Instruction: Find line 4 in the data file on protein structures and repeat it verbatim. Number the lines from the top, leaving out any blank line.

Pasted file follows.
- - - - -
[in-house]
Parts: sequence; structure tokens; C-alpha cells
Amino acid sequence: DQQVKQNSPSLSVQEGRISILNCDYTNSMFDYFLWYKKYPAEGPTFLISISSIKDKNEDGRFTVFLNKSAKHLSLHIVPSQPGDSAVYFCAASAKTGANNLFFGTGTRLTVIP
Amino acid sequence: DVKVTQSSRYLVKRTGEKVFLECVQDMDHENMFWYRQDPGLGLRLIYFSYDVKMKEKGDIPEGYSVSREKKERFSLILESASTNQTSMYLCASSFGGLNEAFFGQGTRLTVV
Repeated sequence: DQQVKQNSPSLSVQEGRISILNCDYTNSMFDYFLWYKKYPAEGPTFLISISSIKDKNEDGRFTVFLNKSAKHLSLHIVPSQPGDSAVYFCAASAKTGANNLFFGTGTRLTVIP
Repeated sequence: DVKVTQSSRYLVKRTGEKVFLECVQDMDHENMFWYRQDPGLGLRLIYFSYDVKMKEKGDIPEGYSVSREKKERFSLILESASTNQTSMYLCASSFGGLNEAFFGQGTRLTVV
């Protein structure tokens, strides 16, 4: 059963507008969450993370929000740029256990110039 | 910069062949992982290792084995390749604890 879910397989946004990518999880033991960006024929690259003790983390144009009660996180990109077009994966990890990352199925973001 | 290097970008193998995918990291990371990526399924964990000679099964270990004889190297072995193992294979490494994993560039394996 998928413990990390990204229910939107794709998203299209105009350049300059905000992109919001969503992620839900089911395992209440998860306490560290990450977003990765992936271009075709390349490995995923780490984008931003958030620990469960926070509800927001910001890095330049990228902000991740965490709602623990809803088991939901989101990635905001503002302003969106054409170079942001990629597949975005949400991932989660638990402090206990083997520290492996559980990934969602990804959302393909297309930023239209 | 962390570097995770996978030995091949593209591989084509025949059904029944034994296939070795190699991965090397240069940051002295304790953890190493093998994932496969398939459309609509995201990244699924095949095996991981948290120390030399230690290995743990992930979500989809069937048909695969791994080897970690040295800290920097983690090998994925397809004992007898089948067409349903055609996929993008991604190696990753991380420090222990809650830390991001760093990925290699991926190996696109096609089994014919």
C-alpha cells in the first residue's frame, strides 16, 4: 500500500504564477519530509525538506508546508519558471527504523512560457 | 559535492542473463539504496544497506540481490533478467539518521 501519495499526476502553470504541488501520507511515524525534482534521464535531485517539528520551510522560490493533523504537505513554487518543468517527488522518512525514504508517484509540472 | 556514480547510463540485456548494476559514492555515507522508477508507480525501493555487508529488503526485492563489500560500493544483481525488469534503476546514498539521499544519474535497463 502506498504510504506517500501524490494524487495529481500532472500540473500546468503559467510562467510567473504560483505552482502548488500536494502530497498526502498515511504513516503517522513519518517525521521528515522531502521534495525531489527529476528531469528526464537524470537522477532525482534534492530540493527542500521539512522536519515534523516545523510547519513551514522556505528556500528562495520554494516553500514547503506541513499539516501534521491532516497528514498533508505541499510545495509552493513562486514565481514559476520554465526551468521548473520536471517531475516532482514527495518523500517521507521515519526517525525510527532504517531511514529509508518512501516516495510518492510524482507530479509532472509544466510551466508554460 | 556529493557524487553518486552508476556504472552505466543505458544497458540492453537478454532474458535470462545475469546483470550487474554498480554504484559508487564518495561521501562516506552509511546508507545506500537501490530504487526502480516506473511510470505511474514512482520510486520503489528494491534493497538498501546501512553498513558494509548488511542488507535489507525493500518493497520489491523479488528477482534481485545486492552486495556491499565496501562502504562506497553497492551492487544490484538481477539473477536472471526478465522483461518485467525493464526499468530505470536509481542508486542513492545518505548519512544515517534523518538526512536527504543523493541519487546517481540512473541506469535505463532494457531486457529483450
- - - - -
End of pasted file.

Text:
Amino acid sequence: DVKVTQSSRYLVKRTGEKVFLECVQDMDHENMFWYRQDPGLGLRLIYFSYDVKMKEKGDIPEGYSVSREKKERFSLILESASTNQTSMYLCASSFGGLNEAFFGQGTRLTVV